Congratulations, you have a basic Postgres server image ready!
We take standard Redis image and CMD starts Redis server on start up of container. Once again, we are not doing much with Dockerfile yet.
Django web server
The Django web server implements the rest API end points and interacts with Postgres and Redis services.
Let’s review Django source code under tiny/dockercompose/django/tinyapp, which is organized into folder structure as illustrated below.
│ ├── __init__.py
│ ├── settings.py
│ ├── urls.py
│ └── wsgi.py
│ ├── lib/tiny.py
| ├── migrations
│ ├── views.py
│ └── urls.py
Many folders and files above are part of Django “plumbing”, which you can understand by reviewing this tutorial. For now it is enough to concentrate on items shown in bold under folder ‘tinyurl’, which contains relevant code. This folder serves as a self-contained Django ‘application’ with routes, views, migrations and core application logic.
- migrations/models.py — declares “Url model”, which also translates to Postgres table structure for storing urls
- lib/tiny.py — module containing core logic for reading/writing urls using Postgres/Redis
- views.py — simple views for rendering url end points, uses lib/tiny.py
- urls.py — routes pointing to view above
When an API is called, urls.py triggers a specific “view’ in views.py, which calls relevant functions in tiny.py, the output of which is mashed with a template for rendering the response. You should be able to easily trace this, even without a deep understanding of Django framework.
Let’s start with database schema for urls.
Our model is declared in models.py, a Python class:
from django.db import models
shorturl = models.CharField(max_length=10, primary_key=True)
originalurl = models.CharField(max_length=300)
A model Url is declared with two attributes, which will result in a simple relational table for storing urls consisting of two columns.
- shorturl — short code of url generated by our application, which is marked as primary key. Primary key acts as an index, hence helpful in fast lookup of original url.
- originalUrl — original url
The Commands below:
- generate the migrations, which describe how to move from one version of database schema to another or vice versa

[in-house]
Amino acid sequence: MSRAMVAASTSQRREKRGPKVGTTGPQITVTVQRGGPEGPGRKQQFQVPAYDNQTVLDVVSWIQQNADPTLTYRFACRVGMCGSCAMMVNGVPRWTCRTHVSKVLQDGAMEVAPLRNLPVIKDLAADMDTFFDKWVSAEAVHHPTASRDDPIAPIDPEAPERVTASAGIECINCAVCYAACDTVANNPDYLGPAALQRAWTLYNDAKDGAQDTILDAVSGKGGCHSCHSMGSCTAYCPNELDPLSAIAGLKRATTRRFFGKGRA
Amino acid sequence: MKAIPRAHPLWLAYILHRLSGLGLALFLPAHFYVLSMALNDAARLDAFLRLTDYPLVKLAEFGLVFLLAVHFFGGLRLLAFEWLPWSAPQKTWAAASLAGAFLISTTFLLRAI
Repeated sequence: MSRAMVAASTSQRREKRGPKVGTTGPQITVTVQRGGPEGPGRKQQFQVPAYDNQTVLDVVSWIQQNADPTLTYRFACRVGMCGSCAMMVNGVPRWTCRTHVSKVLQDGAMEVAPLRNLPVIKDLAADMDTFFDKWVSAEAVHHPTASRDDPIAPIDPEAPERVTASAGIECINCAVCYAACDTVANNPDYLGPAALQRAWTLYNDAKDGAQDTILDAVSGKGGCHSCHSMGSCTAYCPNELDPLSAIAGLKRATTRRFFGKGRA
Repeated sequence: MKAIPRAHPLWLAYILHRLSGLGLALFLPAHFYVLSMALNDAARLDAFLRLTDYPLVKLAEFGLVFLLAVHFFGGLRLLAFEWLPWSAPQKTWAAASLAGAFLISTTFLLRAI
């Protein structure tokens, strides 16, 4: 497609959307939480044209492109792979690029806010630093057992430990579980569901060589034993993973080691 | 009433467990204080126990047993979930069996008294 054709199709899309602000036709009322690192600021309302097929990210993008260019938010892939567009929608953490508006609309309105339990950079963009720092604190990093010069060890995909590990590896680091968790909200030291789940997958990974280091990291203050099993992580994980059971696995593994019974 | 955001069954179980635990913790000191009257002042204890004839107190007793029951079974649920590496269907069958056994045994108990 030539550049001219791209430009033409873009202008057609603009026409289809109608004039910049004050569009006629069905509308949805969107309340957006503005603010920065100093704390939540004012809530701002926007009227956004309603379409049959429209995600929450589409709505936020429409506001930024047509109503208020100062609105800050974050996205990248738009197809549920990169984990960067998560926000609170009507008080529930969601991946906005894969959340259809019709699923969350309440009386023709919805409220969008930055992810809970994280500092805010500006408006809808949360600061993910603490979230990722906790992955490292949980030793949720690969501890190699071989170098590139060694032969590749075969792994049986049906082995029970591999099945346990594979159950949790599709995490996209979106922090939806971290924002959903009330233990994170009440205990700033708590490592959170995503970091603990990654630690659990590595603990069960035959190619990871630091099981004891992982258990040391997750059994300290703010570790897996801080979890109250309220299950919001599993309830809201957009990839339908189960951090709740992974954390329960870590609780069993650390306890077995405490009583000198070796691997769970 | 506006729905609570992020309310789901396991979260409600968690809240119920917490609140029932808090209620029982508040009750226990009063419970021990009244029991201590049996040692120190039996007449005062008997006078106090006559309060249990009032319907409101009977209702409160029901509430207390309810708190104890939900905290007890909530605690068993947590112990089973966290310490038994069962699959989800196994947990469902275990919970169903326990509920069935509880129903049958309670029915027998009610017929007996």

- generate the Postgres table based those migrations. These are included
python tinyapp/manage.py makemigrations
python tinyapp/manage.py migrate
Here is the generated migration in our case:
OK — our high level algorithm is as follows:
Generating tiny url — for a given url a hash short code is generated and resulting tuple of short code and the original url is saved in the Url table.
Retrieving the original url — given a url, original url can be obtained by a simple query in Url table with the short url in the WHERE clause, which is then cached. Subsequent requests will be answered from Redis cache.
Moving on to tiny.py…
g_redis = redis.Redis(host=’redis’, port=6379, db=0, decode_responses=True)
Note: See use of the host name ‘redis’ for connecting to Redis service. Each service container joins the default network setup by Docker-compose that is reachable by other containers with hostname identical to the container name. Please refer to our docker-compose.yml file in which the service/container name is declared ‘redis’.
Next the following straightforward helper functions wrap around Redis’s set (key/value) and get(key):
Here is the core logic to generate and persist short url: get_tinyurl, where the real works gets in _get_or_create_in_db:
- A 32 character md5 hash is generated using hashlib module and its last 6 characters are chosen as url short code. This puts a cap on number urls we can generate. If we take the entire hash, our url is not “tiny” anymore. The while loop below checks if the chosen hash segment is assigned to a different url, if so, we slide left over the md5 hash and pick a new 6 character window as a candidate tinyurl code. We arbitrarily make a maximum of 10 attempts to resolve hash collision, although we should never reach that situation. One good thing is that the generated hash has the property that for identical urls, the same hash is produced.
- The resulting short url and the original url are then saved to the Postgres database using Django ORM interfaces.
The final piece in the puzzle is get_originalurl, which retrieves the original url given the tiny url. First an attempt is made to fetch the original url from the Redis cache. If it has not been cached then we fetch the original Url from Postgres, cache it and return the original Url.
The Django Dockerfile, generates an image containing Python/Django code discussed above.